Parsley is often treated as a biennial herb in cooler regions where it can produce leaves for up to one and a half years before it produces it’s pretty yellow flowers and needs replacing. It tends to suffer and may die in very hot, humid regions, where it is better grown as an annual crop during the cooler seasons. Although parsley is hardy to frost, in very cold regions it may die down in winter, and despite the fact that parsley grows easily from seed, germination is slow, taking four to six weeks, so if you want a crop before winter it may be best to plant out established seedlings now.

Lettuce Mix Image by Th G from PixabayLettuce Mix Image by Th G from Pixabay Lettuce often bolts in the summer heat, preferring the cooler intermediate growing seasons,  so sow or plant out your favourite types as soon as the weather starts to cool down. Today hybrid varieties are available that can be sown almost all year round, with June and July being the least favourable months to plant unless you live in subtropical regions, so check your varieties carefully. Perpetual lettuce is so easy to grow, and the outer leaves can be harvested as required. For successive crops sow every 2 to 3 weeks. Butter head lettuce also forms smaller, looser heads, so the outer leaves can be harvested until the inner head has formed. Cos lettuce has a very upright growth habit and forms a head of narrow leaves, but needs cool growing conditions. Butterhead and Cos lettuce should be ready to harvest in 7 to 10 weeks and for successive crops sow every 2 to 3 weeks.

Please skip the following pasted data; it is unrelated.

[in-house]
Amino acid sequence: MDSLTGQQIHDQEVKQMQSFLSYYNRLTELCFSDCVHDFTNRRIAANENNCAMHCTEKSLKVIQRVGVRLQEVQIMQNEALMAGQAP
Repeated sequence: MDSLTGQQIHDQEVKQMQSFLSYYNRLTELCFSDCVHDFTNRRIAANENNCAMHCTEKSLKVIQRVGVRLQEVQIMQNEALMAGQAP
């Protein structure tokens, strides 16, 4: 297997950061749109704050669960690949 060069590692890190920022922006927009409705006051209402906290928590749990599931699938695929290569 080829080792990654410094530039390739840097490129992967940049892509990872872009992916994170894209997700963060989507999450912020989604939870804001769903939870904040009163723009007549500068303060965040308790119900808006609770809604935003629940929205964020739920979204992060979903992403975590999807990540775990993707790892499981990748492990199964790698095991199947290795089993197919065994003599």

Endives are more heat tolerant than lettuce and also withstand quite heavy frost, but in South Africa they are still best if treated as a cool to intermediate season crop that is sown in late summer to early autumn. There are two types, the curly leafed varieties and those with broad, flat leaves; their growing requirements are the same as for lettuce, and they can be sown directly into the soil or into seedling trays.